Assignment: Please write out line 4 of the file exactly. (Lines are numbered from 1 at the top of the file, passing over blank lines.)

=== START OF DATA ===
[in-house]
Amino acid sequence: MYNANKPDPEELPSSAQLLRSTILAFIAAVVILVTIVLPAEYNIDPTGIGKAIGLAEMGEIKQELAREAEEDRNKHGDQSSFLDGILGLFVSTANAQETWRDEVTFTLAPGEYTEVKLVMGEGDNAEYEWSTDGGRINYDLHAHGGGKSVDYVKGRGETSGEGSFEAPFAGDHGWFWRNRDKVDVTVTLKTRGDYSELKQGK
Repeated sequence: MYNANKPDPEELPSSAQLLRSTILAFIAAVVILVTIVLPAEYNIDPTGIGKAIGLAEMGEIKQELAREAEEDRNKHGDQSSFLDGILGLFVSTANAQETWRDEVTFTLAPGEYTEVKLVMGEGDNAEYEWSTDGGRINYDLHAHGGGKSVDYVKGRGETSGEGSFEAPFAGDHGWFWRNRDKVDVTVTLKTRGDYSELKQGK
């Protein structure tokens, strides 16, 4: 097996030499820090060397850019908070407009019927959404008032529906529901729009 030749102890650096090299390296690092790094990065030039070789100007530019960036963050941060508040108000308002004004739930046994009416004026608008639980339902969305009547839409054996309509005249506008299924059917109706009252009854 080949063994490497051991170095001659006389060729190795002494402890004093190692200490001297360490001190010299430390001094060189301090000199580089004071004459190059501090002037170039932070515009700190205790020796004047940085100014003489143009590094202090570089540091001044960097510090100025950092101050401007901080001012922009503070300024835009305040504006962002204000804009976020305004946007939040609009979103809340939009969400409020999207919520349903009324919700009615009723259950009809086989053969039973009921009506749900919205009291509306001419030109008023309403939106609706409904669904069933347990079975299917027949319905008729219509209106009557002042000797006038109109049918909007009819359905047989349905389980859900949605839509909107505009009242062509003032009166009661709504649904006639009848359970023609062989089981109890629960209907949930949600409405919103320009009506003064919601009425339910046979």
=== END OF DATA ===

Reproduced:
């Protein structure tokens, strides 16, 4: 097996030499820090060397850019908070407009019927959404008032529906529901729009 030749102890650096090299390296690092790094990065030039070789100007530019960036963050941060508040108000308002004004739930046994009416004026608008639980339902969305009547839409054996309509005249506008299924059917109706009252009854 080949063994490497051991170095001659006389060729190795002494402890004093190692200490001297360490001190010299430390001094060189301090000199580089004071004459190059501090002037170039932070515009700190205790020796004047940085100014003489143009590094202090570089540091001044960097510090100025950092101050401007901080001012922009503070300024835009305040504006962002204000804009976020305004946007939040609009979103809340939009969400409020999207919520349903009324919700009615009723259950009809086989053969039973009921009506749900919205009291509306001419030109008023309403939106609706409904669904069933347990079975299917027949319905008729219509209106009557002042000797006038109109049918909007009819359905047989349905389980859900949605839509909107505009009242062509003032009166009661709504649904006639009848359970023609062989089981109890629960209907949930949600409405919103320009009506003064919601009425339910046979």